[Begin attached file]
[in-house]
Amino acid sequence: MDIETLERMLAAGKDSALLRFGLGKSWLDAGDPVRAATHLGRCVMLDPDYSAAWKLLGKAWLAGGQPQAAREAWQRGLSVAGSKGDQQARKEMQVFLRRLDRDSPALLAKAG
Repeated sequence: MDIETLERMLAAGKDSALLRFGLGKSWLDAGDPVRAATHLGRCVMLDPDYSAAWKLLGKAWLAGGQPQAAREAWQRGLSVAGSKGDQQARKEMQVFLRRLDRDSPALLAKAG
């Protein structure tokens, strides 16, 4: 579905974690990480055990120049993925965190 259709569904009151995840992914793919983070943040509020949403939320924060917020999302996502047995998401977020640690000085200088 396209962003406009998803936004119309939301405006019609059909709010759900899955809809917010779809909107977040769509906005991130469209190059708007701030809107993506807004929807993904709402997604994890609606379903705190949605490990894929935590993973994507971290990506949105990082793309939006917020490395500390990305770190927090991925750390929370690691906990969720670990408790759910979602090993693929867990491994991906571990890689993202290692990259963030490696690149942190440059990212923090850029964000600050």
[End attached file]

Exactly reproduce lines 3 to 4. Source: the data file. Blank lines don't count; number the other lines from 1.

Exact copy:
Repeated sequence: MDIETLERMLAAGKDSALLRFGLGKSWLDAGDPVRAATHLGRCVMLDPDYSAAWKLLGKAWLAGGQPQAAREAWQRGLSVAGSKGDQQARKEMQVFLRRLDRDSPALLAKAG
């Protein structure tokens, strides 16, 4: 579905974690990480055990120049993925965190 259709569904009151995840992914793919983070943040509020949403939320924060917020999302996502047995998401977020640690000085200088 396209962003406009998803936004119309939301405006019609059909709010759900899955809809917010779809909107977040769509906005991130469209190059708007701030809107993506807004929807993904709402997604994890609606379903705190949605490990894929935590993973994507971290990506949105990082793309939006917020490395500390990305770190927090991925750390929370690691906990969720670990408790759910979602090993693929867990491994991906571990890689993202290692990259963030490696690149942190440059990212923090850029964000600050």